By Meredith Wagner | Arts & Life Editor
MacBeth, who killed the King of Scotland and his successor in order that he himself may become King, to his demise, found that his delicate conscience resulted in a punishment far worse than the most severe tribunal. The nature of his punishment culminates in his pitiful soliloquy:
“Tomorrow, and tomorrow, and tomorrow
Shall pass at the same petty pace from day to day
Until the last syllable of recorded time;
And all our yesterdays have lighted fools
The way to dusty death! Out, out, brief candle!
Life is but a walking shadow. The poor player
Who struts and frets his hour upon the stage
And then is never heard. It is a tale
Told by idiots! Filled with sound and fury
MacBeth found that the agony he gained from internalizing the implications of his wrongdoing was punishment in and of itself. In this way, a sense of “karma” pervades in Shakespeare’s “MacBeth,” as it suggests that immoral decisions eventually lead to destruction and suffering of a caliber equal to the crime committed.
I find it increasingly difficult to believe that love wins indefinitely — especially as individuals with poor moral standards are either elected to or happen upon positions of power. While perpetrators and predators reap the benefits of a society that is often unfazed by the moral or ethical offenses of their leaders, those trying to do right simultaneously feel belittled, quieted and defeated.
As individuals with skewed moral compasses navigate their way through society at the cost of other individuals’ well-being, and supposedly make it to the top, I urge you to consider what is true, sustainable and long-lasting. Short-term gain in power and finance is attributed great significance in a culture that values individualism and pledges unending loyalty to material possession. It feels tangible and real despite its temporary nature. This is deceptive at best.
However difficult or foolish it may be to believe that love and virtue “win,” despite evidence on the contrary, I choose to believe. It is inevitable that the person who pursues love will rest at ease, while those who do not will ultimately find themselves empty-handed.
This, I argue, is grounded in reason. To inflict unnecessary suffering upon another person by means of direct action is immoral, and further, he or she who commits a moral crime is is guilty, whether persecuted or not. Assuming that the immoral person has a guilt complex, as most humans do, their unpunished guilt will be paid with psychological turmoil. The individual may suppress or repress his or her crime, convincing themselves they did no wrong, but this cannot be achieved eternally. Inevitably, the guilt will bubble to the surface and result in either personal or social repercussions.
Therefore, arrogance, haughtiness and egocentrism may result in short-term gain, but these characteristics ultimately lead to a life of frightful hollowness and fearfulness, for the described individual will likely confront their faults and find that their actions are neither valiant nor admirable.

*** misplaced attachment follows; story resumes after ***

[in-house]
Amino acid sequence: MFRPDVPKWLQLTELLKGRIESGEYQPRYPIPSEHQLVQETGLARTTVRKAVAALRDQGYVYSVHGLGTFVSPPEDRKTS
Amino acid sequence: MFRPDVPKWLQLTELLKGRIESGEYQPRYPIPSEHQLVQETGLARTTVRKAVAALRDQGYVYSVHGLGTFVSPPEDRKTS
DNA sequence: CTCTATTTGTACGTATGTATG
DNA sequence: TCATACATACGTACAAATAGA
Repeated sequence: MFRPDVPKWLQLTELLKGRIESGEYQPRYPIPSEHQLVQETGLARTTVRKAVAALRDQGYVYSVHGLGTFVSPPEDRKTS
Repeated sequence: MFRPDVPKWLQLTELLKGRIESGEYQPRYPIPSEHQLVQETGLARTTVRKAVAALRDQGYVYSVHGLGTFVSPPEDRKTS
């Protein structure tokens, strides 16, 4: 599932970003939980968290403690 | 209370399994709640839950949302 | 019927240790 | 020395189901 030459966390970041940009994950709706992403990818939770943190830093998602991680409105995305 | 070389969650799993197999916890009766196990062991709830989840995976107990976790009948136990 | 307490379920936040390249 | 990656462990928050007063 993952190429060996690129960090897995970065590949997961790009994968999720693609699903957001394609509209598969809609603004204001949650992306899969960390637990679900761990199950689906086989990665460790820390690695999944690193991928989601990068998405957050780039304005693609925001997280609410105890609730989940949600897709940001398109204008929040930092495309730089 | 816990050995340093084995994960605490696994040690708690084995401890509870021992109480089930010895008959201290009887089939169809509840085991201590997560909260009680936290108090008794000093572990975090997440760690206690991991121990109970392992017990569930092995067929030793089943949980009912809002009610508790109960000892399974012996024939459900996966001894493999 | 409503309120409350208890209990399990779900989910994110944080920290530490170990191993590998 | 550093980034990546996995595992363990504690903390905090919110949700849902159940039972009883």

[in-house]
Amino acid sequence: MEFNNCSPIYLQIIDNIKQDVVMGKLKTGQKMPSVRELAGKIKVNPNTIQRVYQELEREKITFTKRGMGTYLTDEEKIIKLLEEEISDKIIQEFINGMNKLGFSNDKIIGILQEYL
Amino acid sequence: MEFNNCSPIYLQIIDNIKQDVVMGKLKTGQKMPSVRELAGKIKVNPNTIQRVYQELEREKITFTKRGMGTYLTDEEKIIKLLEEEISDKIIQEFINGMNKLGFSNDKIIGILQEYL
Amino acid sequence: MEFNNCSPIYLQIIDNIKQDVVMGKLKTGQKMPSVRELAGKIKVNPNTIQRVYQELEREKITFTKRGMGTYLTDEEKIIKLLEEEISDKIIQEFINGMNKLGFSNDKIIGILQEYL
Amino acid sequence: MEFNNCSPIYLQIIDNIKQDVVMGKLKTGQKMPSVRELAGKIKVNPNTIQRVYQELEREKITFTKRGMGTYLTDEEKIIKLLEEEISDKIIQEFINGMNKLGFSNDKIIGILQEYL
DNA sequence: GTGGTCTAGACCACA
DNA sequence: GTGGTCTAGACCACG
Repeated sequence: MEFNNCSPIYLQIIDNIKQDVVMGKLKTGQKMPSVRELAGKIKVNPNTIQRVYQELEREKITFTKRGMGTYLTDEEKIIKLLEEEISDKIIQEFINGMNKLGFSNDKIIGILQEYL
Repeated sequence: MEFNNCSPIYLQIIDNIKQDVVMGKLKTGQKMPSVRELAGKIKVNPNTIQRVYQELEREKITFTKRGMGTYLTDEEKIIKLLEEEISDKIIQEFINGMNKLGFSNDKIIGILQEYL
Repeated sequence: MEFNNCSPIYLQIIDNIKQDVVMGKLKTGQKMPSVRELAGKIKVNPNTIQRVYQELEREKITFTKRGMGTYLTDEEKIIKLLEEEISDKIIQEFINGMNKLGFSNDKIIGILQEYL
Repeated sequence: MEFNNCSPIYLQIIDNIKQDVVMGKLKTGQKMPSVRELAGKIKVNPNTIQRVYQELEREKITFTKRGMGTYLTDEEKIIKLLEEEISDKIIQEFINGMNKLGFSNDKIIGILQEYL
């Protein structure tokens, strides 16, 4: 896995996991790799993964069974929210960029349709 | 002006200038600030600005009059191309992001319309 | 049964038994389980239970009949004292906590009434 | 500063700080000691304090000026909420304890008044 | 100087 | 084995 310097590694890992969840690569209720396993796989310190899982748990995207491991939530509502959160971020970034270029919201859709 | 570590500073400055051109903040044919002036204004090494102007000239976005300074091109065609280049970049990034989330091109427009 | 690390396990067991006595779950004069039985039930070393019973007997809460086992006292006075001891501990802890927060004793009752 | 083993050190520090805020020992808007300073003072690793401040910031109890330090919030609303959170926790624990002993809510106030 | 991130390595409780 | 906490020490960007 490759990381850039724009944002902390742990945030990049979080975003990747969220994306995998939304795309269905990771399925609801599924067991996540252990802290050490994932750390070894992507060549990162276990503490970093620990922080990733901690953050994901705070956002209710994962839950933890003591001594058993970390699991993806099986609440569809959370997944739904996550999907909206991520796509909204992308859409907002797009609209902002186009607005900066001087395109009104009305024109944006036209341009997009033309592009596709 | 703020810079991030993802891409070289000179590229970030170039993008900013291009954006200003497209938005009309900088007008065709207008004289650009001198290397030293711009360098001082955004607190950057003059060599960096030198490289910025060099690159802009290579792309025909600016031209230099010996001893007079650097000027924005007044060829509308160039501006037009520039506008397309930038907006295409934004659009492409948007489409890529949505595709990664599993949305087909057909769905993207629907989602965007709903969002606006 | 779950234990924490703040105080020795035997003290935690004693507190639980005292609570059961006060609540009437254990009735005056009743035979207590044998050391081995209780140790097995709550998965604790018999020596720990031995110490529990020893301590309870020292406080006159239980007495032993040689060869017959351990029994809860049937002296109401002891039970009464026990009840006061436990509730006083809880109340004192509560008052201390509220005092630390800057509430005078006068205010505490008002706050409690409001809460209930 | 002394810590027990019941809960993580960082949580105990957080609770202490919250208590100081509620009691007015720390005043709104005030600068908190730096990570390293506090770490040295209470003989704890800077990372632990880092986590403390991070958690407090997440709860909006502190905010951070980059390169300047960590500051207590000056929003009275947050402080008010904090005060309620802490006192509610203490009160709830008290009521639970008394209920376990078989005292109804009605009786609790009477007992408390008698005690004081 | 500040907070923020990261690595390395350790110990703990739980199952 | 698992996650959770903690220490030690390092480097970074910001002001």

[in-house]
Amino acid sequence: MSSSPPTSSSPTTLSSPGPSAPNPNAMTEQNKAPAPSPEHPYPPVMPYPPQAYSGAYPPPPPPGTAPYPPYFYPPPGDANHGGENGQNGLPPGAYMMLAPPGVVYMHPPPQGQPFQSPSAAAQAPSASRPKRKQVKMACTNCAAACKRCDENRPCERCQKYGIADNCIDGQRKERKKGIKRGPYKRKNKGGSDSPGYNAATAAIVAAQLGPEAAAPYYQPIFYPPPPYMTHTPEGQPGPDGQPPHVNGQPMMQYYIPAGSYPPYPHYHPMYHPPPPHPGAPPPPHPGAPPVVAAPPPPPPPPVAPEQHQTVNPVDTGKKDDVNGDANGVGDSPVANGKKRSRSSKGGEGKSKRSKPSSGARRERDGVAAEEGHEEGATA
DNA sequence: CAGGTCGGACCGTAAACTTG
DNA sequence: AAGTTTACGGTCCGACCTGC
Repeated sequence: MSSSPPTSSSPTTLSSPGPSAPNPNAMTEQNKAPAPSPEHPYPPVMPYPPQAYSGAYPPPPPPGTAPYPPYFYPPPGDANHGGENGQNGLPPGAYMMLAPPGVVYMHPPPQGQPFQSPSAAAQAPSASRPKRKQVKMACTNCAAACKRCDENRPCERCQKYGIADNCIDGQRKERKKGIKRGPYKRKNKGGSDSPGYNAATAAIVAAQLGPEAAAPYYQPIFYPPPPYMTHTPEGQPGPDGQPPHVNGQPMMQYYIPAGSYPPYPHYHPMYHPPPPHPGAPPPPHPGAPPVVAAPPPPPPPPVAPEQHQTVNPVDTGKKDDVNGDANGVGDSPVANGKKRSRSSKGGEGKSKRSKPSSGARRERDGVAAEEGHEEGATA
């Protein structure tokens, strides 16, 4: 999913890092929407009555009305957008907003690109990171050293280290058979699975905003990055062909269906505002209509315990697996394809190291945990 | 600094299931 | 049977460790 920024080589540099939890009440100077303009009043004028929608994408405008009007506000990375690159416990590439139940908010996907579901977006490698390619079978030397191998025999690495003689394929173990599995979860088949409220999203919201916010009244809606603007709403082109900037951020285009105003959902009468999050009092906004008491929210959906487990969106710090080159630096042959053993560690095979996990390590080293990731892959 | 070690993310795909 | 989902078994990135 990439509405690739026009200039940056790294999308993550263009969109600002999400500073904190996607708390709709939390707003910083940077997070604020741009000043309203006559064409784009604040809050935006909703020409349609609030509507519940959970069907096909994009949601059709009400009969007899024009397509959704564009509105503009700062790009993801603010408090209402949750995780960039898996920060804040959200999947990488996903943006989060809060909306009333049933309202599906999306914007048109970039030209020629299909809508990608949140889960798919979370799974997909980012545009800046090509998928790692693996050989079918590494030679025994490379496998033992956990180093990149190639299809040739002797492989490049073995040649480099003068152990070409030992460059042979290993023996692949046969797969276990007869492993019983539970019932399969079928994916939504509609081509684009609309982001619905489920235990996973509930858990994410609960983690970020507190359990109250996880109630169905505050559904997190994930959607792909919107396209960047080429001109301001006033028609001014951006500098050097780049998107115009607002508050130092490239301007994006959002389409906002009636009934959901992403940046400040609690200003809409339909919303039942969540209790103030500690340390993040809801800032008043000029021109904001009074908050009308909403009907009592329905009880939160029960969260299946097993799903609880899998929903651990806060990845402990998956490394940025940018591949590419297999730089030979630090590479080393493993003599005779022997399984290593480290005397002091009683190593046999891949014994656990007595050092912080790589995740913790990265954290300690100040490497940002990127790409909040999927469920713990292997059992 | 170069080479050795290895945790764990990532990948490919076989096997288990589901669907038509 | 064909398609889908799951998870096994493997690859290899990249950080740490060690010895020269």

We should not count as happy those who succeed materially or socially when we know they have transgressed themis, or moral law, in order to do so. The person who thinks only of him or herself leads a life of degenerate unhappiness, which should not be envied by one who realizes the accursedness of this lot. The happier life can only be won through moral rectitude, and the core of moral rectitude is love, be it self-sacrifcing (agape), erotic (eros) or brotherly (philos).
I struggle to identify the underlying meaning of the current conditions of chaos and suffering. Corrupt and hateful figures hold positions of power in numerous sectors of government, business and even church. The individual trying to do right in the world is often temporarily stomped out by those with louder, more charismatic voices – those who are willing to manipulate others for personal gain.
Immoral or ruthless individuals have always pervaded in human history, and I have no doubt that this will continue to be. Politicians motivated exclusively by personal agendas will maintain power. Guiltless murder and violence will go unchecked and unresolved. Sexual predators will go unpunished and continue harming and degrading women. Even though their prosperity can neither be satisfactorily explained nor justified, this is often the way of life.
It is for the previously explored reasons, however, that I appeal to whomever happens upon this article, to believe in love and pursue it wholeheartedly. Do not give into the temptation of stooping to your wrongdoer’s level, for their gain is only temporary and will eventually impose just suffering in due time. As they attempt vehemently to succeed and prove themselves to the world, stand firm in values grounded in love, service and peaceful progress. In doing this, forgive also those who have done you wrong.